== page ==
Nano-warfare and its probability

(by Sascha)


Süddeutsche Zeitung Online features an interesting article on whether nanotech-equipped soldiers are a very likely scenario in the near future. The research, often advanced by the Institute for Soldier Nanotechnology, which is a division of MIT, was recently assessed in a study funded by the German ministry of defense. The researchers at INT Fraunhofer-institute stated that many of the concepts regularily put forward by the U.S. military as almost ready to deploy, are still completely utopian and maybe will be forever. Namely smart dust, self-healing body armor and self-reproducing nanobots.

However, the concepts do play a role in politics already, for example in one incident where the U.S. claimed that China was developing nano-ants to attack America’s infastructure. Eventually, it turned out that this strategy was originally developed by RAND Corporation, a notorious U.S. think-tank.

Another scientist, Jürgen Altmann, has a different take on the subject. In a study titled “Military Nanotechnology: Potential Applications and Preventive Arms Control“, he says that although nano-weapons are far from being imminent, there should be international treaties installed and the existing non-proliferation agreements extended. He also proproses a general ban on autonomous robots which are smaller than 20 centimeters.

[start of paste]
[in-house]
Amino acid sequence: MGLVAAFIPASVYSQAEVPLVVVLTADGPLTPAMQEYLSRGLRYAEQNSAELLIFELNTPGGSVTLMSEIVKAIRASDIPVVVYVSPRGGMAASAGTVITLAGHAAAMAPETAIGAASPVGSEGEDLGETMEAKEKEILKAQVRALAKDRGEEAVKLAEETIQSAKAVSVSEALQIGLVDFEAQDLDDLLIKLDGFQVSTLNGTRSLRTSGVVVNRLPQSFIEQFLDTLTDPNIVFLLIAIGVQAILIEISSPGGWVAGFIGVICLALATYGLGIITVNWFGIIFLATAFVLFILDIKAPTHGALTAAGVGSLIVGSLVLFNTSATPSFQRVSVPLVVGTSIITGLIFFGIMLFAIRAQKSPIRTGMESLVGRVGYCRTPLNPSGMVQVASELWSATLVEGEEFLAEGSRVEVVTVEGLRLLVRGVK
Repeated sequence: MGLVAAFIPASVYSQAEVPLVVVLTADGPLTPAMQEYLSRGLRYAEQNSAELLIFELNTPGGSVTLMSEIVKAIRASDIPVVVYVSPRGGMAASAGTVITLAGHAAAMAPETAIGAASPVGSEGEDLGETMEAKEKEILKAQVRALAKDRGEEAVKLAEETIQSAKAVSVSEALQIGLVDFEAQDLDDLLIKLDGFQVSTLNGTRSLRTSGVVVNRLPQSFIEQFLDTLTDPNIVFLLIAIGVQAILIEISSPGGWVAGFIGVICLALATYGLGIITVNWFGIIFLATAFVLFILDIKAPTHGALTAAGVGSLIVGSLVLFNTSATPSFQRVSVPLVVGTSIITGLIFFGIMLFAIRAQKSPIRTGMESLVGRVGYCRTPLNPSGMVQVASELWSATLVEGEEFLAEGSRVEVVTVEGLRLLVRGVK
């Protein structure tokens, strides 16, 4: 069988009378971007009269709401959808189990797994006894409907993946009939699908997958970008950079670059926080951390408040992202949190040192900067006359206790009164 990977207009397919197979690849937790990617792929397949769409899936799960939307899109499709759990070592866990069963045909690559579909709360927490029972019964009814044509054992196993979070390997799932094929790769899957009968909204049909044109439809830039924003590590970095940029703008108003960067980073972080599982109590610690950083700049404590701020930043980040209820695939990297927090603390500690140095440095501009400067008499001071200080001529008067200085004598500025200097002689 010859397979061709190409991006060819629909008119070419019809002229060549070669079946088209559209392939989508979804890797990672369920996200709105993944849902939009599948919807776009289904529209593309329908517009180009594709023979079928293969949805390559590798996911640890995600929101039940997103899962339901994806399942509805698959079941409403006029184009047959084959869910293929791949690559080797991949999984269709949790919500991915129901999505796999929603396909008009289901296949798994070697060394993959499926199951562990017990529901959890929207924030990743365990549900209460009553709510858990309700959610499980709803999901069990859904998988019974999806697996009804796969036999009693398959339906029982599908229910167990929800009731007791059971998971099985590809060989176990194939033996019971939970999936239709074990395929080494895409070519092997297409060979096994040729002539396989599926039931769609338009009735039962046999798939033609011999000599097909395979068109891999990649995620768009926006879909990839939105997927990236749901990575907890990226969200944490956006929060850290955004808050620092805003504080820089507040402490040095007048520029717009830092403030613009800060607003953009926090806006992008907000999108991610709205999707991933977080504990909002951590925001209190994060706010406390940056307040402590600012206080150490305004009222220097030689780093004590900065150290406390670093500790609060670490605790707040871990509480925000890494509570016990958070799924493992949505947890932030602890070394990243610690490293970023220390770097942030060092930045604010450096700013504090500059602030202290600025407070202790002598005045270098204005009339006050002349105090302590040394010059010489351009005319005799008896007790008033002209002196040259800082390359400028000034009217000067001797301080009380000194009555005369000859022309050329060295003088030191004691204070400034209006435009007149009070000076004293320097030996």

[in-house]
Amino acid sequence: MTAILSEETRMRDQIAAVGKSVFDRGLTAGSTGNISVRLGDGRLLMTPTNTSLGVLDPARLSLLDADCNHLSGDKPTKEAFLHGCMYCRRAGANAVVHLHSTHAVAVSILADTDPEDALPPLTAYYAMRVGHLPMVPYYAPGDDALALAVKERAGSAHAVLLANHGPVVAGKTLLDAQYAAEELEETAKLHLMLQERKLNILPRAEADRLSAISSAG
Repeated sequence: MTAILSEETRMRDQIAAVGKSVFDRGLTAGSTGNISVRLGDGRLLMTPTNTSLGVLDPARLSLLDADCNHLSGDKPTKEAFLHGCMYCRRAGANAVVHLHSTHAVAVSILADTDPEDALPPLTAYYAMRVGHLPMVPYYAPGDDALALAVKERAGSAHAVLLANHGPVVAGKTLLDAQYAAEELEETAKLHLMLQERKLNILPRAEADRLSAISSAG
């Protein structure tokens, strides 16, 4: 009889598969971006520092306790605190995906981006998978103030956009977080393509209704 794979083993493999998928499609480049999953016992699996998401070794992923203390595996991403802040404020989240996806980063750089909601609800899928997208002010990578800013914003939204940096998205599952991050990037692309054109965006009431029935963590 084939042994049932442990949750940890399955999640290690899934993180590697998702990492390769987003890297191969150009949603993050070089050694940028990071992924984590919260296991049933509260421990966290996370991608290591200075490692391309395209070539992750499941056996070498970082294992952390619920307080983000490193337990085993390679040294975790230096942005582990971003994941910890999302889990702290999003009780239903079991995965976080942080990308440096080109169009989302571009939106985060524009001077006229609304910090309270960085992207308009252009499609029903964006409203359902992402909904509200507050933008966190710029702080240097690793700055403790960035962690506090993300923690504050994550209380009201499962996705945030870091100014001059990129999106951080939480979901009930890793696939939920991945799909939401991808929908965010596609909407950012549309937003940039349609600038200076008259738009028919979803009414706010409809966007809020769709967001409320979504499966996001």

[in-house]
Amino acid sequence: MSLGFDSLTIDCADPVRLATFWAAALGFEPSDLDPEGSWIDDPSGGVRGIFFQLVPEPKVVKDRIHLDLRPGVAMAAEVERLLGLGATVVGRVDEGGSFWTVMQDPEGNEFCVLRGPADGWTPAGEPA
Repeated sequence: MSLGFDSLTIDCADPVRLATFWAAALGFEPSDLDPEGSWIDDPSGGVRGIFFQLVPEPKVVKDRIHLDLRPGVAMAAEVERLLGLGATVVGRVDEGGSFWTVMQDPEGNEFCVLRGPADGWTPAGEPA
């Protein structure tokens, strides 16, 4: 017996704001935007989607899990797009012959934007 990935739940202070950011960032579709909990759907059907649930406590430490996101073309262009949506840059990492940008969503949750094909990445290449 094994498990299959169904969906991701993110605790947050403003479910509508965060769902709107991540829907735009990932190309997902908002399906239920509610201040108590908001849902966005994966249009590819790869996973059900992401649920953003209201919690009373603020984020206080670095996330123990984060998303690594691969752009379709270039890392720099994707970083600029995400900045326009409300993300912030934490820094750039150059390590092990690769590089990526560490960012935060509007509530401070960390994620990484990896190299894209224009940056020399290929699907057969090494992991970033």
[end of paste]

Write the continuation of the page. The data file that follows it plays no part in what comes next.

Scarily remindful of how much this technology is related to military research. Illustration (“MIT to make nanotech army wear“) picked from H. Thomas. (Update: This image was apparently used to add some bang to a MIT-proposal for a $50 million grant related to nanotech. It was allegedly taken from Radix, a comic book by two Montréal-based artists. The use of Sci-Fi imagery kind of ironically sums up some things here. Thanks csven.)